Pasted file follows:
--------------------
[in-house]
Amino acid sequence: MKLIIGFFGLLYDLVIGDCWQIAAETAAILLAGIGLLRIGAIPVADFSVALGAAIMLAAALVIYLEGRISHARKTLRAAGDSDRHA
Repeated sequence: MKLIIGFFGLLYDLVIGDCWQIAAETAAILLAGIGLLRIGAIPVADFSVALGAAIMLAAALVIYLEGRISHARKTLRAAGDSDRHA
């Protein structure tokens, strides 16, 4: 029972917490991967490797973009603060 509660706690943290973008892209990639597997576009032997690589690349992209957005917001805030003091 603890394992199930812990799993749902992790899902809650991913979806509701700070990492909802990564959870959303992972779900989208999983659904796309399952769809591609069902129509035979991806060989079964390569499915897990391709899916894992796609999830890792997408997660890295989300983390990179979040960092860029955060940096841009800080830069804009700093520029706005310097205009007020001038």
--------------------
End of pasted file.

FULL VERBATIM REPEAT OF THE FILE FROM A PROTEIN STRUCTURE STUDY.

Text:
[in-house]
Amino acid sequence: MKLIIGFFGLLYDLVIGDCWQIAAETAAILLAGIGLLRIGAIPVADFSVALGAAIMLAAALVIYLEGRISHARKTLRAAGDSDRHA
Repeated sequence: MKLIIGFFGLLYDLVIGDCWQIAAETAAILLAGIGLLRIGAIPVADFSVALGAAIMLAAALVIYLEGRISHARKTLRAAGDSDRHA
């Protein structure tokens, strides 16, 4: 029972917490991967490797973009603060 509660706690943290973008892209990639597997576009032997690589690349992209957005917001805030003091 603890394992199930812990799993749902992790899902809650991913979806509701700070990492909802990564959870959303992972779900989208999983659904796309399952769809591609069902129509035979991806060989079964390569499915897990391709899916894992796609999830890792997408997660890295989300983390990179979040960092860029955060940096841009800080830069804009700093520029706005310097205009007020001038």